The Back Rhodes of Our Genealogy

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(1869-1934) Writer Gene Rhodes was born in Tecumseh, Nebraska, but his family soon moved to Cherokee, Kansas. Rhodes s father served briefly in 1890 as agent to New Mexico's Mescalero Apaches, and the Rhodes family moved to Fort Stanton, New Mexico. The time he spent in New Mcxico would mark Gene Rhodes for life.

From age 13 to 28, Rhodes worked as a cowboy, eventually hiring on as a wrangler at the famous Bar Cross ranch. During this time he encountered the many unforgettable men who entered his writings, including such notorious outlaws as Bill Doolin and Sam Kctchum.

Chronically short of money, Rhodes had to cducatc himself. He attended the University of the Pacific at Stockton. California, in 1889-1890, but lacked the funds to complete his degree. After leaving college he garnered a reputation as a voracious reader of the classics. He acquired some books by exchanging Bull Durham coupons for literary classics. His companions at the Bar Cross claimed that Rhodes could read while riding 50 miles through a snowstorm.

In 1896 Rhodes published his first work, a poem. Six years later he published his first short story, "Once in the Saddle." He met his future-wife, May Davison Purple, thanks to his poetry. After reading one of his works, the widow with two children wrote him a com pi i men tar)' note. Rhodes hopped a freight train east to meet his pen pal. The)' married in 1899. May and Gene lived in New Mexico for three years. May, however, felt lonely for her parents and life in the East, and the couple moved to Apalachin, New York. Rhodess nostalgia for life in New Mexico strongly shaped his later writings.

Like many western writers, Rhodes often depicted actual events, with little or no changes in the characters involved. At that point, however, he parts company with genre writers. Rhodes disdained simple plots. His stories have a complexity that breathed greater life into his characters. Rich authentic language, dialogue, and character development distinguish his works.

Rhodes also differed in his choice ol villains. Unlike many contemporaries, he avoided stereotyping Mexicans as stupid or villainous. He engendered some outlaws with the heroic status of social bandits. His experiences with ranch life and the people he encountered led Rhodes to conclude that eastern bankers, speculators, and monopolists, rather than outlaws, were the true villains of the West.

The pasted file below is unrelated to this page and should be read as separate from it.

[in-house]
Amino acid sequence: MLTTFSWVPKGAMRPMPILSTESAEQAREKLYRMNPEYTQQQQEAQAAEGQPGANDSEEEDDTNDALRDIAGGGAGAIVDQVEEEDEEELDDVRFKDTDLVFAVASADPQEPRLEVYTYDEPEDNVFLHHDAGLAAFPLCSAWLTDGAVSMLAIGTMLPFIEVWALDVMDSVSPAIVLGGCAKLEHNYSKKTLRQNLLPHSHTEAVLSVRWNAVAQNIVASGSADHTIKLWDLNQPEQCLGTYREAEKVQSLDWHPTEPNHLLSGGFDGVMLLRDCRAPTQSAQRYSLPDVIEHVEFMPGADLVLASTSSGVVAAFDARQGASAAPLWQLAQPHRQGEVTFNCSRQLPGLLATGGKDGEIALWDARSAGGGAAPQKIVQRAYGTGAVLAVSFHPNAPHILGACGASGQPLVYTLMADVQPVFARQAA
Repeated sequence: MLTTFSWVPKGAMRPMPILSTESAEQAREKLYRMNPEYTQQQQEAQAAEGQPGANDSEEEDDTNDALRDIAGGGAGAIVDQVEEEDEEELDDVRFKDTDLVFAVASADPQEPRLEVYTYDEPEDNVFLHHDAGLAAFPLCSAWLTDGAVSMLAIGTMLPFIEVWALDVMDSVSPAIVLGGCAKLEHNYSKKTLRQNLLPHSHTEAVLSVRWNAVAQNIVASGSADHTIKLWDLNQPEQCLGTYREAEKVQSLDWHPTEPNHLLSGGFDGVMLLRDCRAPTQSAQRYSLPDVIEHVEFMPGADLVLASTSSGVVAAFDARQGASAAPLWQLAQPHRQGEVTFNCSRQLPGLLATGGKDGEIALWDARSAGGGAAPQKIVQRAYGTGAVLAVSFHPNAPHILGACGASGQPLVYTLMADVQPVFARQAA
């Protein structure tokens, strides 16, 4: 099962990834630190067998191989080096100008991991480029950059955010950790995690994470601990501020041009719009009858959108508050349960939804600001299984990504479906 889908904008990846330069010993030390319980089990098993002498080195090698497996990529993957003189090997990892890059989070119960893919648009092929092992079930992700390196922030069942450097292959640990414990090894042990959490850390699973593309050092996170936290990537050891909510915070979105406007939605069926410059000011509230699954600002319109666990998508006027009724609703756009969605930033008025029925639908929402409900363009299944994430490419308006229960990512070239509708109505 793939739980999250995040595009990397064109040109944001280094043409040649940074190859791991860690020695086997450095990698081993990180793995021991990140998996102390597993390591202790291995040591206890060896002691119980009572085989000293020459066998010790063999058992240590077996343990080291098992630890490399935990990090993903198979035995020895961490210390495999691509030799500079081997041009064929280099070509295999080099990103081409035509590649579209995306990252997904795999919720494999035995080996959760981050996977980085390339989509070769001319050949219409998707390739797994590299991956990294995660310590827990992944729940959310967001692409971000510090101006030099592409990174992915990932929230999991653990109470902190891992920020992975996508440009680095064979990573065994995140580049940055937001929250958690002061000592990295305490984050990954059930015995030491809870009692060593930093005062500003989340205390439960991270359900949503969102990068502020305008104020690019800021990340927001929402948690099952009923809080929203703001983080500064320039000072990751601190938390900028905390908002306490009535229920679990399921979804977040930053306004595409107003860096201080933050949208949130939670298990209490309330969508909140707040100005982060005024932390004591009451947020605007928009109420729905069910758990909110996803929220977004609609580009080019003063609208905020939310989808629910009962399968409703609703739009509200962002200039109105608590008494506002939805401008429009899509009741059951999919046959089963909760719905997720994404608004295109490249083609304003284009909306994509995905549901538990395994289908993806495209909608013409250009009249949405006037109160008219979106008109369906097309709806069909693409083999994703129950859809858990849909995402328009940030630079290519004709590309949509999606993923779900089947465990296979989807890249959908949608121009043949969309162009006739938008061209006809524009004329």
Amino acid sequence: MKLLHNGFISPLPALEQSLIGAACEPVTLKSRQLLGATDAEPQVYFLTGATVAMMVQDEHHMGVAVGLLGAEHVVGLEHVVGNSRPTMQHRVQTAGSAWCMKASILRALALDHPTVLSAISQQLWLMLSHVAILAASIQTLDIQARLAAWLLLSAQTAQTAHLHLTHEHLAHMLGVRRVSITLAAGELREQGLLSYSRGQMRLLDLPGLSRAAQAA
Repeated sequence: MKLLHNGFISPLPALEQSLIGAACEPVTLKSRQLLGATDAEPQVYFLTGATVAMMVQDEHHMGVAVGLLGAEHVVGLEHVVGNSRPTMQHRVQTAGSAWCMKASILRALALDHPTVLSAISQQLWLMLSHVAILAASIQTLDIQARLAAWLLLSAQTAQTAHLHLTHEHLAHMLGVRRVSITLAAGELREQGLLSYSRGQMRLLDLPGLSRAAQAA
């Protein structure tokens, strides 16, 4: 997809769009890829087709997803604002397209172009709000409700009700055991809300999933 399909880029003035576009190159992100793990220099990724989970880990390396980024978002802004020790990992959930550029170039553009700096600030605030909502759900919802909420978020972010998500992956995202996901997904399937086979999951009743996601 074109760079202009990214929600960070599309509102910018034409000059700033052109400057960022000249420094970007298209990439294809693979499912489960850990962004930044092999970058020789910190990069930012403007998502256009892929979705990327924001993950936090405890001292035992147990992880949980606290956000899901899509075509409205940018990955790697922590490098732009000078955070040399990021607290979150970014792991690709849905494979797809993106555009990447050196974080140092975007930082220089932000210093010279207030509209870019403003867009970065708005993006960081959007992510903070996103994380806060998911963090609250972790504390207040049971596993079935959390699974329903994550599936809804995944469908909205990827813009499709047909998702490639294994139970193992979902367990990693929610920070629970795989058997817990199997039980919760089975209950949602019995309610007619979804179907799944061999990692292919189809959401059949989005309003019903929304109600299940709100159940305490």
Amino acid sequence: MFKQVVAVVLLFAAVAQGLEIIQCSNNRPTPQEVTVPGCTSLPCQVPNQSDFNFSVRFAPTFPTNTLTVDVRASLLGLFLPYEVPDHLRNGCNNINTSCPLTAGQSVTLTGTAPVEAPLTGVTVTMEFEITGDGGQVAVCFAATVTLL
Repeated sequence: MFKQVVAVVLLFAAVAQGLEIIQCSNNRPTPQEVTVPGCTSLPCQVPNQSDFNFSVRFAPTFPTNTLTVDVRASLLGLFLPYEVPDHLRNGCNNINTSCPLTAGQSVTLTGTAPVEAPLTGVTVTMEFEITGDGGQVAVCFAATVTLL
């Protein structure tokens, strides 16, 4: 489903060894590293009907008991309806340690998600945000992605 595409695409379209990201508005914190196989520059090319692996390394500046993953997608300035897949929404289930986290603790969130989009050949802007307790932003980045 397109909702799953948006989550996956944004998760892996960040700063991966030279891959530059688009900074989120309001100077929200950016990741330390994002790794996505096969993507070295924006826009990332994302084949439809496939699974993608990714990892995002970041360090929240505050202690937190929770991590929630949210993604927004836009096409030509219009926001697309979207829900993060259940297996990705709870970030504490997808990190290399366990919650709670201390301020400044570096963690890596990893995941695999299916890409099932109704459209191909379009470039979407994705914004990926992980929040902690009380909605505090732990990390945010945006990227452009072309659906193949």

Rhodes made no apologies for the sometimes harsh nature of frontier life. He celebrated the virtues of the frontier as superior to all others. His ability to blend complex plots, realistic characterization, and frontier realities make Rhodes one of the best western writers. Many of his stories originally appeared in The Saturday Evening Post. His works of fiction include Good Men and True( 1910), Stepsons mid Light (1921), Beyond the Desert (1934), and The Proud Sheriff (1935).

In 1926, after Mays parents had died. Genes poor health prompted the couple to move to Santa Fa and then Alamogordo, New Mexico. Mis degenerating health forced a final move to Pacific Beach, California, in 1931.

The richness of Rhodes's writing never translated into riches. He dial, nearly destitute, in 1934, after a series of heart attacks. He is buried in the San Andres mountains of New Mexico. His epitaph reads Paso Por Aqui (He passed this way), taken from his greatest short story, published in 1926.

Rhodes has gotten the literary attention he deserves, thanks in part to another writer and literature scholar, William Henry Hutchinson. Both Hutchinson and his father greatly admired Rhodess work After Rhodess death, Hutchinson gathered a book's worth of his favorite writers stories and published them as Tlx Little World Wad/lies{V)A6). During the next decade he published a biography of Rhodes, A Bar Cross Man (1956), and compiled The Rhodes Reader (1957) and A Bar Cross Lkr{ 1957), a bibliography of Rhodes's writings. (Hutchinson 1956; Rhodes 1975; Tuska and Piekarski 1983)

óNils R Mikkelsen

From the book entitled: The cowboy encyclopedia
Author: Richard W. Slatta
Edition: illustrated, reprint, reissue
Publisher: W. W. Norton & Company, 1996
ISBN: 0393314731, 9780393314731

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